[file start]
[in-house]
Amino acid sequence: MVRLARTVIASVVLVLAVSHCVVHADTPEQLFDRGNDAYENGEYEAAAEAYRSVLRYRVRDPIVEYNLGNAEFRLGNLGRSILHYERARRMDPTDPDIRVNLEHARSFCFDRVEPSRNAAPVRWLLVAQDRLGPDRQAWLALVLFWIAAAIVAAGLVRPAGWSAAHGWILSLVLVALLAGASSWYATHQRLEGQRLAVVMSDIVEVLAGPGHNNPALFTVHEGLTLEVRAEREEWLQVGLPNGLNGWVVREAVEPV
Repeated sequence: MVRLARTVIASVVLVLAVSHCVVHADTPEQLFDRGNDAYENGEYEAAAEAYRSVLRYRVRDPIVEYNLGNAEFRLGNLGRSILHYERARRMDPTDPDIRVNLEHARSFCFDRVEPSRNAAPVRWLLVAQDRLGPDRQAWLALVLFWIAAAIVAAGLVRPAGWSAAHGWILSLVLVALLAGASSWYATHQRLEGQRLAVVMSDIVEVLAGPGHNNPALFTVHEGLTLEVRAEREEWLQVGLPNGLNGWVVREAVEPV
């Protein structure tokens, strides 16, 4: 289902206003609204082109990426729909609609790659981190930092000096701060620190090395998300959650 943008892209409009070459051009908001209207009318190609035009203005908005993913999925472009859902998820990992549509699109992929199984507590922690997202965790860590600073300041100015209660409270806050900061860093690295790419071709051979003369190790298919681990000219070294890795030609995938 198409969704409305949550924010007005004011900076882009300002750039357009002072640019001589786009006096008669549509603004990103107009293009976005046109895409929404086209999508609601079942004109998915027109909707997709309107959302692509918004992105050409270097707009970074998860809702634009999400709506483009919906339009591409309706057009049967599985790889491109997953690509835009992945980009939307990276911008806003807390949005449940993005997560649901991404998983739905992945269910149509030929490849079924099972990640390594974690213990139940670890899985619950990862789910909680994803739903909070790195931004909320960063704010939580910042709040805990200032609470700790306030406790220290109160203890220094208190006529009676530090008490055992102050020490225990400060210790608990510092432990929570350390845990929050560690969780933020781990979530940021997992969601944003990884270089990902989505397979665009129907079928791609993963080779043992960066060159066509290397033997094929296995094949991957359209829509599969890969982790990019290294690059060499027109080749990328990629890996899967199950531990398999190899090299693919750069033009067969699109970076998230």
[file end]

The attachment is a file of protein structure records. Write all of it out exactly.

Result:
[in-house]
Amino acid sequence: MVRLARTVIASVVLVLAVSHCVVHADTPEQLFDRGNDAYENGEYEAAAEAYRSVLRYRVRDPIVEYNLGNAEFRLGNLGRSILHYERARRMDPTDPDIRVNLEHARSFCFDRVEPSRNAAPVRWLLVAQDRLGPDRQAWLALVLFWIAAAIVAAGLVRPAGWSAAHGWILSLVLVALLAGASSWYATHQRLEGQRLAVVMSDIVEVLAGPGHNNPALFTVHEGLTLEVRAEREEWLQVGLPNGLNGWVVREAVEPV
Repeated sequence: MVRLARTVIASVVLVLAVSHCVVHADTPEQLFDRGNDAYENGEYEAAAEAYRSVLRYRVRDPIVEYNLGNAEFRLGNLGRSILHYERARRMDPTDPDIRVNLEHARSFCFDRVEPSRNAAPVRWLLVAQDRLGPDRQAWLALVLFWIAAAIVAAGLVRPAGWSAAHGWILSLVLVALLAGASSWYATHQRLEGQRLAVVMSDIVEVLAGPGHNNPALFTVHEGLTLEVRAEREEWLQVGLPNGLNGWVVREAVEPV
């Protein structure tokens, strides 16, 4: 289902206003609204082109990426729909609609790659981190930092000096701060620190090395998300959650 943008892209409009070459051009908001209207009318190609035009203005908005993913999925472009859902998820990992549509699109992929199984507590922690997202965790860590600073300041100015209660409270806050900061860093690295790419071709051979003369190790298919681990000219070294890795030609995938 198409969704409305949550924010007005004011900076882009300002750039357009002072640019001589786009006096008669549509603004990103107009293009976005046109895409929404086209999508609601079942004109998915027109909707997709309107959302692509918004992105050409270097707009970074998860809702634009999400709506483009919906339009591409309706057009049967599985790889491109997953690509835009992945980009939307990276911008806003807390949005449940993005997560649901991404998983739905992945269910149509030929490849079924099972990640390594974690213990139940670890899985619950990862789910909680994803739903909070790195931004909320960063704010939580910042709040805990200032609470700790306030406790220290109160203890220094208190006529009676530090008490055992102050020490225990400060210790608990510092432990929570350390845990929050560690969780933020781990979530940021997992969601944003990884270089990902989505397979665009129907079928791609993963080779043992960066060159066509290397033997094929296995094949991957359209829509599969890969982790990019290294690059060499027109080749990328990629890996899967199950531990398999190899090299693919750069033009067969699109970076998230």